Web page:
Senator Simons: Mr. Macklem, you mentioned in your opening comments that people are renewing their mortgages at much higher rates and hence have less spending money. You mentioned that as a good thing in terms of bringing down inflation, but it can be devastating for people, especially in overheated markets like Toronto and Vancouver where people bought homes at historically high prices that they could only finance because of historically low interest rates.

It is hard to talk about a national housing policy because Toronto and Vancouver are so different from Edmonton, where I’m from, or Winnipeg or Halifax. Are there concerns, if you need to raise interest rates again, about what the impact will be on housing markets? There is a danger that if you pop the bubble, lots of people might be able to enter the market, but people will lose tremendous amounts of equity that they have invested. How do you strike that balance?

Mr. Macklem: Ms. Rogers will take that one.

Ms. Rogers: Let me start, senator, by giving you some data that we refer to often when we are thinking about the mortgage market. When you look at the overall Canadian population, about 33% rent and 67% own. About 27% of people own their homes outright, so you are down to about 35% of mortgages.

When you look at the mortgage holders, the vast majority of them, close to 70%, have fixed-rate mortgages, so their payments are not fluctuating with each interest rate decision. About 13% have variable mortgages, and when you get down to the variable mortgages, the vast majority of them have fixed-payment mortgages.

I offer that information not to minimize your point that interest rate changes, as a result of our policy changes, are putting pressure on mortgage holders. That’s absolutely something we think about a lot each time we make a decision. But I offer that information just because we use it often to think about the overall effect, particularly on the economy, and the financial stability effects of increases in mortgage rates.

This is something we look at closely, though. In addition to our Monetary Policy Report, we put out a Financial System Review annually. That’s coming up in about a month. We are taking a deep dive into the effect of mortgage payment changes. We do regularly talk to OSFI, or the Office of the Superintendent of Financial Institutions. I took note that our colleagues from OSFI will be here next week. We talk regularly to banks about how they are working with their mortgage clients to make sure that that pressure can be managed.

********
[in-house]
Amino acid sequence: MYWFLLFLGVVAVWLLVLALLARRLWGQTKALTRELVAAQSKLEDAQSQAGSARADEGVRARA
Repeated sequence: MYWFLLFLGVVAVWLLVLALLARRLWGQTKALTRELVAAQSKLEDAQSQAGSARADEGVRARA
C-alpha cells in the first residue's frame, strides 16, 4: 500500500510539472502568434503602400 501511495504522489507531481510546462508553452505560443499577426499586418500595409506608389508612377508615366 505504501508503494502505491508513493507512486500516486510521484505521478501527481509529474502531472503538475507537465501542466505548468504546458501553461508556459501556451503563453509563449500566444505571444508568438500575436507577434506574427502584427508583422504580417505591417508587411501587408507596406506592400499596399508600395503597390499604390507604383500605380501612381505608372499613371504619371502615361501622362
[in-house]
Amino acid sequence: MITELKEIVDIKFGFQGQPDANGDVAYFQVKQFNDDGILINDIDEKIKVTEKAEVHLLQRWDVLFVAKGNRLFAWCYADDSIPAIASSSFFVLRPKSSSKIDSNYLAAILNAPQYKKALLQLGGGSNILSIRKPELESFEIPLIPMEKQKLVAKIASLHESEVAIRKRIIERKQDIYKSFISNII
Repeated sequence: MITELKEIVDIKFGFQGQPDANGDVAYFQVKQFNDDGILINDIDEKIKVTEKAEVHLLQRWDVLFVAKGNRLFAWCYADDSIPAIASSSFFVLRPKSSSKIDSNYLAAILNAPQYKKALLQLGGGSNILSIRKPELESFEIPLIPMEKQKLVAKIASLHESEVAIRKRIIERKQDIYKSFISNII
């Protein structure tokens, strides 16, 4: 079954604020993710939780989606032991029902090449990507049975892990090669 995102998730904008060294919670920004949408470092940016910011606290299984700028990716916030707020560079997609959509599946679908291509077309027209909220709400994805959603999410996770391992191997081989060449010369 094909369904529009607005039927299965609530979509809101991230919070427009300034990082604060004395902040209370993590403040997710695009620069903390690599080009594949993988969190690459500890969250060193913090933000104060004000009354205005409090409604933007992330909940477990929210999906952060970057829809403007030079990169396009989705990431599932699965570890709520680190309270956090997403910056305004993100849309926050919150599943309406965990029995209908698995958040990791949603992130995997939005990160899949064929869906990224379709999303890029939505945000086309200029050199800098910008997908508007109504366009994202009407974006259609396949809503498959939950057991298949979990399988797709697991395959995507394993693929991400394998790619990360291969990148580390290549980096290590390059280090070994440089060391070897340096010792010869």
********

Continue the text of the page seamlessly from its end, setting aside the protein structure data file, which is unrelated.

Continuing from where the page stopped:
We hear from banks that it is putting pressure, but Canadians are adjusting to that pressure. As fixed-rate mortgages renew — the governor said this in his opening remarks — we do know that pressure will move from our variable-rate mortgage holders to our fixed-rate mortgage holders. There are a number of things that Canadians are doing.

Typically, if you are renewing a mortgage that you took out quite some time ago, there is normally an increase in your income that will help with an increase in payment. It’s also important to remember that, for quite a while now, we’ve had policies in place in our banking sector where mortgage borrowers were stressed at a rate 2% higher than their actual mortgage rate. That policy created a buffer for most mortgages in Canada. So there are a number of things, but you make a good point, and a point that we take into account.

Senator Simons: I am here as a guest today, but in my other life, I am the Deputy Chair of the Standing Senate Committee on Agriculture and Forestry. One of the things we’ve been concerned about in looking at food price inflation is corporate concentration, such as concentration at the production level — say, if you look at the concentration in meat packing in this country, it’s hardly fathomable how dependent we are on two packers. But we are also looking at concerns about corporate concentration in the supermarket sector.

Ms. Rogers, that’s not something you talked about at all, but I am wondering if that is not also a major driver of food inflation costs. When you look at beef packing, there hasn’t been an increase for the producers or the feedlot operators. The prices are passed on to the consumer, but they’re not going back to the producer. So somewhere in that production chain, someone is taking profits, and it’s not the ranchers.